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Similar to the testes, male accessory sex glands are also vulnerable to environmental endocrine disruptors with adverse effects in adulthood. The developing prostate gland is particularly sensitive to estrogens and high-dose exposures during a critical developmental window results in intraepithelial prostatic neoplasia (PIN) in adult rodent models. Bisphenol A (BPA), a ubiquitous environmental contaminant leached from plastics and expoxy resins, has estrogenic activity. Although neonatal exposure to environmentally relevant doses of BPA produced no prostate pathology in the adult rat, we asked whether it would sensitize the adult prostate to estrogenic exposures. Relative estrogen levels rise in the aging male and adult estrogen exposures can be carcinogenic to the prostate gland. To test this possibility, newborn rats were exposed to a low-dose of BPA (10 µg/kgBW) or to a low dose (0.1 µg/kg BW) or high dose 2.5 mg/kg BW) of estradiol on days 1, 3 and 5 of life. In adulthood (day 90), the animals were given prolonged estradiol (E) exposure with normal levels of testosterone via T+E implants or empty capsules for 16 weeks. Prostates were examined histologically at 7 months. Rats treated neonatally to high-dose estradiol with or without adult T+E had a high PIN incidence and score. While low-dose neonatal estradiol exposure alone mildly increased the PIN incidence/score, neonatal BPA alone had no pathologic alteration in the aged prostate. However, rats exposed neonatally to BPA followed by T+E in adulthood showed a significantly higher PIN incidence and score compared to controls, rats exposed only to BPA neonatally or those given only T+E in adulthood (1). The PIN incidence and lesions in rats given BPA with adult T+E appeared similar to rats treated neonatally with high-dose estradiol. Thus the present findings suggest that an environmentally relevant dose of BPA may increase the susceptibility of the prostate gland to carcinogenesis following additional adult exposures.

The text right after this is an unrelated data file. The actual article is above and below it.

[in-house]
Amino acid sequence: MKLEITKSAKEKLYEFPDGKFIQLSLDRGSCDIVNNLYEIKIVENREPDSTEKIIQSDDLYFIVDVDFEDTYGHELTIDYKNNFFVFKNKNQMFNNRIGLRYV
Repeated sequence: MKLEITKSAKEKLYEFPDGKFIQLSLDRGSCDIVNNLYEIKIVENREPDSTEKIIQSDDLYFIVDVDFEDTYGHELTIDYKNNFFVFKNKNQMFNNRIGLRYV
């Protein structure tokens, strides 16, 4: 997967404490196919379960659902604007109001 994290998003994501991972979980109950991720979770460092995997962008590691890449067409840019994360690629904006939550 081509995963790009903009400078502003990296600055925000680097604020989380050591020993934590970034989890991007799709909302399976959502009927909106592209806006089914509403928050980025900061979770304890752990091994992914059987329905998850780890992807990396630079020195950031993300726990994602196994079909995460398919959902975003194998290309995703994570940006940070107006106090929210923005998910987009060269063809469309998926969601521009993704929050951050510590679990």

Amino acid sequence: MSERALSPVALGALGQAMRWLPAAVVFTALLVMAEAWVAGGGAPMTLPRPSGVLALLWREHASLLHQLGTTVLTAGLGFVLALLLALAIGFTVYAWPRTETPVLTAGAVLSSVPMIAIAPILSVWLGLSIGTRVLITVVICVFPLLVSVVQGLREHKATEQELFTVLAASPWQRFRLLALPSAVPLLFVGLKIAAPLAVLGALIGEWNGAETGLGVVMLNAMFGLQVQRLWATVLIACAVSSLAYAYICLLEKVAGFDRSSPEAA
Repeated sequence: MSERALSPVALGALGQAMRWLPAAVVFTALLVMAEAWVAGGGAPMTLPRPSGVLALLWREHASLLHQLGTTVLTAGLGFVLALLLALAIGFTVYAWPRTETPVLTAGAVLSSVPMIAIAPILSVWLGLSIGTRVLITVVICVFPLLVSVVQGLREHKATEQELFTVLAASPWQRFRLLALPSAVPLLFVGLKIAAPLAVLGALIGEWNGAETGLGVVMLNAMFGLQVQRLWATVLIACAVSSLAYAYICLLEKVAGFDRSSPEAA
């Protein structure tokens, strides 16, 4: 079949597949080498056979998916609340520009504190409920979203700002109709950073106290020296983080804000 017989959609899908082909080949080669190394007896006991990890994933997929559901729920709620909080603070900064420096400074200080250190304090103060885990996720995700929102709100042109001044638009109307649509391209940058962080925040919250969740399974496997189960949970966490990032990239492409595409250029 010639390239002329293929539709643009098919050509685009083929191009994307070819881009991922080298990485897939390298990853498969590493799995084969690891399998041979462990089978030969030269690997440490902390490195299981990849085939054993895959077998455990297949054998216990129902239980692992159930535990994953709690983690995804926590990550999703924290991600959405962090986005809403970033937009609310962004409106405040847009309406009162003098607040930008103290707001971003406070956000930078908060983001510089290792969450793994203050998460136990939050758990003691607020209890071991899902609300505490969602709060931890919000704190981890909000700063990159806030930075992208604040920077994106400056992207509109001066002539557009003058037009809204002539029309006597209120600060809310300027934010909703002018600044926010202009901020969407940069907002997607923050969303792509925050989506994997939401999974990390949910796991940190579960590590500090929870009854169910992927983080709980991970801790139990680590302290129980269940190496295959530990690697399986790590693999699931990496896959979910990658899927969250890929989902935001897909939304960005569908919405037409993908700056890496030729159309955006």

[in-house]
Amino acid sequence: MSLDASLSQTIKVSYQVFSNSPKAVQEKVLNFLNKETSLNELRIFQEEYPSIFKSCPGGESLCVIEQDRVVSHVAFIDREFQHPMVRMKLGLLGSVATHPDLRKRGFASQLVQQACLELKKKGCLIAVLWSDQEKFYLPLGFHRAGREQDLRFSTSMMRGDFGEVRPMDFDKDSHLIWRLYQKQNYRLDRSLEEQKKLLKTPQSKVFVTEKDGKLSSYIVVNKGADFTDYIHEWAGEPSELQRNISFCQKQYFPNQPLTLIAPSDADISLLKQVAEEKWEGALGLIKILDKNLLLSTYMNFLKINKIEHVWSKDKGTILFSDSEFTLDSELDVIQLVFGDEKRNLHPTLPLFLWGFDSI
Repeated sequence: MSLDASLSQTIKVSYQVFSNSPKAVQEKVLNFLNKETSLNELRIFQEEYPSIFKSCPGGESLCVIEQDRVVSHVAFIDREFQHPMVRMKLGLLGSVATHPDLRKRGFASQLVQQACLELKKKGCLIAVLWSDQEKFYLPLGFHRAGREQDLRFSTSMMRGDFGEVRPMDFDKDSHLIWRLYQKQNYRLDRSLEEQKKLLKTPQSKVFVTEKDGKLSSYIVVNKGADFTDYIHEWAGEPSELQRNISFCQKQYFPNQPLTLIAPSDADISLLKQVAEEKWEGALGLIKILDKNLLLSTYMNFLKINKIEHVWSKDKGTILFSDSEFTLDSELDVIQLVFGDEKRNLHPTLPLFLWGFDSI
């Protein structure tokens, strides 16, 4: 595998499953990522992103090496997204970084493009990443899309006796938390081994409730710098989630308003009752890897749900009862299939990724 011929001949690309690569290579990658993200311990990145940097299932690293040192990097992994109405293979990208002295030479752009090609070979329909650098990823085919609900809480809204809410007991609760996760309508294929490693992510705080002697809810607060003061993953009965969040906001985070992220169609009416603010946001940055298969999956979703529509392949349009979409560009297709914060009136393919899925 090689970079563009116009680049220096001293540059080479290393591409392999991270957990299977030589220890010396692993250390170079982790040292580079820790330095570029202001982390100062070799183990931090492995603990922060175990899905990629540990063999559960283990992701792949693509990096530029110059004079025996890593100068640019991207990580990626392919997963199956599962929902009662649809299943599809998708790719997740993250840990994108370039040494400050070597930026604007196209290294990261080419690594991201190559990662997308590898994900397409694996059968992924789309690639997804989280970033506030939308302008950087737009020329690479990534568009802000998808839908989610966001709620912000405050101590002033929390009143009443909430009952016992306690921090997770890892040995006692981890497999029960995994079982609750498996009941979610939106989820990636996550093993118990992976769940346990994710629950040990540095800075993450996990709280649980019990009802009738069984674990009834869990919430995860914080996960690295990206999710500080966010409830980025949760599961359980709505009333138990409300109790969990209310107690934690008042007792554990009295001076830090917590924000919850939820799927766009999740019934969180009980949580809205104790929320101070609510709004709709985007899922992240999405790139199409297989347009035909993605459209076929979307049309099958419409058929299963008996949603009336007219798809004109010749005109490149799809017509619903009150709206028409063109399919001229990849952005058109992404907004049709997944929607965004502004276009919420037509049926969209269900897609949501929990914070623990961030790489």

To determine whether neonatal exposures to estradiol or BPA may be mediated through epigenetic mechanisms, we screened these prostate tissues for global DNA methylation changes. Over 30 gene candidates were cloned that showed consistent methylation changes as a result of neonatal E or BPA exposures. Phosphodisesterase type 4, variant 4 (PDE4D4), the enzyme involved in degrading cAMP and regulating the cellular levels of this key cell signaling molecule, was identified as a novel imprinted gene (1). In normal prostates, the 5’ CpG island of PDE4D4 is gradually hypermethylated and the gene is silenced with aging. Following neonatal BPA or estradiol exposure, PDE4D4 showed early and persistent hypomethylation of its 5’ CpG island resulting in elevated PDE4D4 gene expression in the adult prostates. HPCAL, a gene which drives cAMP production, exhibited a specific methylation and expression alteration in neonatal BPA animals with aging. Together, these findings indicate that the prostate epigenome is permanently altered by early exposures to BPA resulting in changes in gene expression. We hypothesize that this epigenetic alteration may be a molecular underpinning that leads to heightened predisposition to prostate carcinogenesis with aging. (funded by NIEHS-ES12281)
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